MP1584 buck converter module

This small module MP1584 buck-converter module seems to be a good solution to power small circuits from higher voltages. Especially cool with this chip is that it accepts input voltages up to 29V. This makes it a perfect candidate for additional circuits that connect to a KNX bus. But it’s not limited to KNX buses. If you want to build a WiFi interface for your Roomba, you also have to down-regulate the 15V battery voltage to 5V or even 3.3V. You want to something to power a circuit from a car battery? This seems to be a perfect circuit for there use cases.

mp1584With it’s tiny dimensions of 17 x 22mm it’s size is around the size of 2 MicroSD cards (and much smaller than a single SD card).

The output voltage of the module is controlled by a tiny potentiometer. You will need a multimeter to check the output voltage before connecting it to a circuit.

While the plain voltage range data seems to be quite good, how does the circuit behave on different loads? Some Chinese dealers claim that similar modules should handle 3A load. If you just look at the size of the inductor you might already start thinking that this most likely isn’t true. However, DC resistance of the inductor is approximately 10mOhm (I miss my Kelvin probes and therefore could only measure this very roughly).

Let’s start with 29V input voltage – this will bring everything to the limit. Output voltage is fixed to 5V in this experiment. Without any current drawn, it still looks a bit rough:

29_0

However, a voltage swing of (Vpp) 98mV is no problem at all. Between 0.1A and 0.9A the circuit behaves quite well. Vpp is around 0.2V (a bit lower on low currents, higher in higher currents)

29_0.5

We reach the end at 1A. Now the regulator doesn’t provide a stable output voltage anymore:
29_1

But what about lower input voltages? Let’s go the the other “extreme”: 9V (it will work with even less, but let’s give it a bit headroom).

Almost perfectly clean with no load:
9_0

A bit more stable than at 29V for currents between 0.1A and 0.7A:

9_0.4

And at 0.7A we reach the end of the useable current range:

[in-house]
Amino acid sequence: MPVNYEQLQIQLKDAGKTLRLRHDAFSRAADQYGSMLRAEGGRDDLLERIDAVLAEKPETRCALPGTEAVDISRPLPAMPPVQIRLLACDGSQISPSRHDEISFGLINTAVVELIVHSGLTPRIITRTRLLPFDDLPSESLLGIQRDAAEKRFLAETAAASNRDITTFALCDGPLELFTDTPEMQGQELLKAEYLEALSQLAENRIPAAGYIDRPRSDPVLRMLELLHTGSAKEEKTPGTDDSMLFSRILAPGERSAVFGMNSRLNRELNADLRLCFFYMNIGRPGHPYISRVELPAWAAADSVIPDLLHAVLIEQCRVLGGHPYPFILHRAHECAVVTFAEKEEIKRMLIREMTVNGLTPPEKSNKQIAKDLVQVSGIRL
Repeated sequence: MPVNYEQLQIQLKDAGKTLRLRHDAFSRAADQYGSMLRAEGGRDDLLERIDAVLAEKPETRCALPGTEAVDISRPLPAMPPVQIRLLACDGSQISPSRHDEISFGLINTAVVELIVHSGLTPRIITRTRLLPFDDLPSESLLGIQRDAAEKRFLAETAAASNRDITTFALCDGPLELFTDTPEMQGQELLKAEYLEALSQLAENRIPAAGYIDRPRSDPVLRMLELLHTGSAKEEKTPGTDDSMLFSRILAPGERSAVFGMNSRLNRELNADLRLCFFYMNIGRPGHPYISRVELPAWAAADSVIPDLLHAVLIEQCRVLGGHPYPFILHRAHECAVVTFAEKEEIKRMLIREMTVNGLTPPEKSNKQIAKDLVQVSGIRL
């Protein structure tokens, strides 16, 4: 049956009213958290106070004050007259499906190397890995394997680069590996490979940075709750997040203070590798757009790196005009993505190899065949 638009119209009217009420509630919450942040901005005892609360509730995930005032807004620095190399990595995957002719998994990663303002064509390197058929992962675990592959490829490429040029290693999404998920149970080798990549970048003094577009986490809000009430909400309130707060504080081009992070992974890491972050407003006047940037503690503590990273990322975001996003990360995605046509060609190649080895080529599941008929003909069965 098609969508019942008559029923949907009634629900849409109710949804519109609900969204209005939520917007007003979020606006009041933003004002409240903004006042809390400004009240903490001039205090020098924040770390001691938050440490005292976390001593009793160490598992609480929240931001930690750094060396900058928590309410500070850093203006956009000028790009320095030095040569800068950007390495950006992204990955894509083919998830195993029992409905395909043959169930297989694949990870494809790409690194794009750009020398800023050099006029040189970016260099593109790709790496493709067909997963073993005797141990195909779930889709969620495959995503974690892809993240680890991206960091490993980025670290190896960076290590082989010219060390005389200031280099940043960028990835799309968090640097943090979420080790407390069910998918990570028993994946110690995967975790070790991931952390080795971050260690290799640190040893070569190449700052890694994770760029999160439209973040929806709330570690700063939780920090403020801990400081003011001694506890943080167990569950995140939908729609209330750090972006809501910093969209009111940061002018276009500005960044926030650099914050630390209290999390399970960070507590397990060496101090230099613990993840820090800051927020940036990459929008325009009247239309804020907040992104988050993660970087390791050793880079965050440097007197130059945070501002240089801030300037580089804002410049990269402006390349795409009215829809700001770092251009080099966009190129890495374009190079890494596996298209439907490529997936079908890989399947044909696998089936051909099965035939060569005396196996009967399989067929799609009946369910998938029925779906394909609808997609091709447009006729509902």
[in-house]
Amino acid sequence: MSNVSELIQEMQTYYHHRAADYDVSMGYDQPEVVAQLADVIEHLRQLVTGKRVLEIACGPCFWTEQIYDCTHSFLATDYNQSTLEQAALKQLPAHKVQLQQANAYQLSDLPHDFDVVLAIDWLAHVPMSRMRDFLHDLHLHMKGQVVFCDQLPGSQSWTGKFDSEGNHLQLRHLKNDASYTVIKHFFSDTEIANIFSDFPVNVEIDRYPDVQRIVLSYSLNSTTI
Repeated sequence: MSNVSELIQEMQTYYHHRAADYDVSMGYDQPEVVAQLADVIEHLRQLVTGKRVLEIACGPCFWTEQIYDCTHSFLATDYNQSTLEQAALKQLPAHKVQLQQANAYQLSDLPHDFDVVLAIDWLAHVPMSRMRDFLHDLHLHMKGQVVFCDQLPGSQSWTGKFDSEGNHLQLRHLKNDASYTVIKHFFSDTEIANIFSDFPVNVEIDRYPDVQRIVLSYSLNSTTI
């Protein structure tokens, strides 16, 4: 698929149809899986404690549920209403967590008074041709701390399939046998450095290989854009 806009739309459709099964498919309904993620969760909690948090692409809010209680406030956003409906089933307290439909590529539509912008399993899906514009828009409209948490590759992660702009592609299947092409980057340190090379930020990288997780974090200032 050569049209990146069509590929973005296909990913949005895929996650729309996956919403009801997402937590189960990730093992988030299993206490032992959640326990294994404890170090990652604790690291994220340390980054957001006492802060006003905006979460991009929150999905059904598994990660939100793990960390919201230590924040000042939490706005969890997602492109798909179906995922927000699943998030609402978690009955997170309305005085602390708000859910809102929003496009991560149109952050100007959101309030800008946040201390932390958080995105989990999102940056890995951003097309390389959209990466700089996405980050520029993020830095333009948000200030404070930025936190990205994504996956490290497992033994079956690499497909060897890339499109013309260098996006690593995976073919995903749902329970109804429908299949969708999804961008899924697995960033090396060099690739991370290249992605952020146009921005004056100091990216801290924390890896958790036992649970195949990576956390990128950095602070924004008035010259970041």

9_0.7

Conclusion: This module works fine for almost every embedded use case: Arduino, ESP8266 WiFi modules and even a Raspberry Pi without any additional USB devices plugged in.

Here are 2 animation that shows the output voltage under different loads:

29V input, 5V output, 0-1A in 0.1A steps:

29v_animated

9V input, %V output, 0-0.7A in 0.1A steps:

9v_animated

Cool sensors for your next automation project

Home automation isn’t about controlling a lamp with your smartphone. It is called “automation”. A home automation software should do things automatically. Do do this, it needs to have an idea what’s going on in your apartment (or outside). For this, you need sensors. While some sensor types are well-known you might not know what is available already on the market for a small budget. The following sensors can be integrated easily with your Arduino, EPS8266 or Raspberry Pi.

Temperature

35040-img_0674Almost everybody already did experiments with temperature sensors. The DS18B20 is a 1-Wire sensor that can be connected easily to many platforms. You will find a lot of code snippets for this sensor already. It has a 0.5 degree celsius accuracy which is more than enough for most use cases. If you only want to monitor the temperature, go for this one.

Humidity

dht-11-1The DHT-11 and DHT-22 are two sensors that combine a temperature sensor with a humidity sensor. Both are more expensive than a simple temperature sensor. However, humidity informations might help you to do better automatisations. One use case could be turning on an air humidifier when the humidity is too low. Another would be opening windows, when humidity is too high. While these sensors also use a 1-Wire-type protocol, it is different from the 18B20 sensor. You can’t connect both sensors to the same GPIO. However as the DHT-11 has the temperature sensor already included, there is no need for an additional 18B20.

Soil moisture

13995201090You’re plant are dying regularly because you forget to water them? Another use case for a sensor. Soil moisture sensors are available in 2 variants: the cheap sensors just measure the soil resistance. The problem with this sensor type is corrosion (over a longer lifetime). Capacitive sensors are becoming more popular and don’t show this problem as the electrodes are isolated. However, they are more expensive and a bit less sensitive. You need to experiment a bit to find the correct threshold for alarming.

Motion detection

pir-motion-sensor-536x408You want to know if somebody is home? PIR motion sensors are also available for a few bucks and will give you information about people (or pets) moving. If somebody is just sitting or sleeping, the motion sensor won’t detect this. However, for many use cases this is just fine.

Sound pressure

grove-Sound-SensorYou’re not at home, but your teenage son. What do you think will happen? A party! Your neighbors will tell you tomorrow. Wouldn’t it be cool to automatically reduce the volume of your stereo system when the volume exceeds a specific level? This level might be higher at 5pm than at 11pm. A sound pressure sensor will do the job – at least until your son finds our where it is located and puts some damping onto it.

Small particles

Particle sensorSmall particles in the air can be a problem for some people – especially if you suffer from asthma. These emissions can come from various sources. Measuring the number of small particles in the air might give you an idea what might be the source and do something against it. These sensors are based on optical measurements. While this might sound complicated, sensors like this are not very expensive anymore.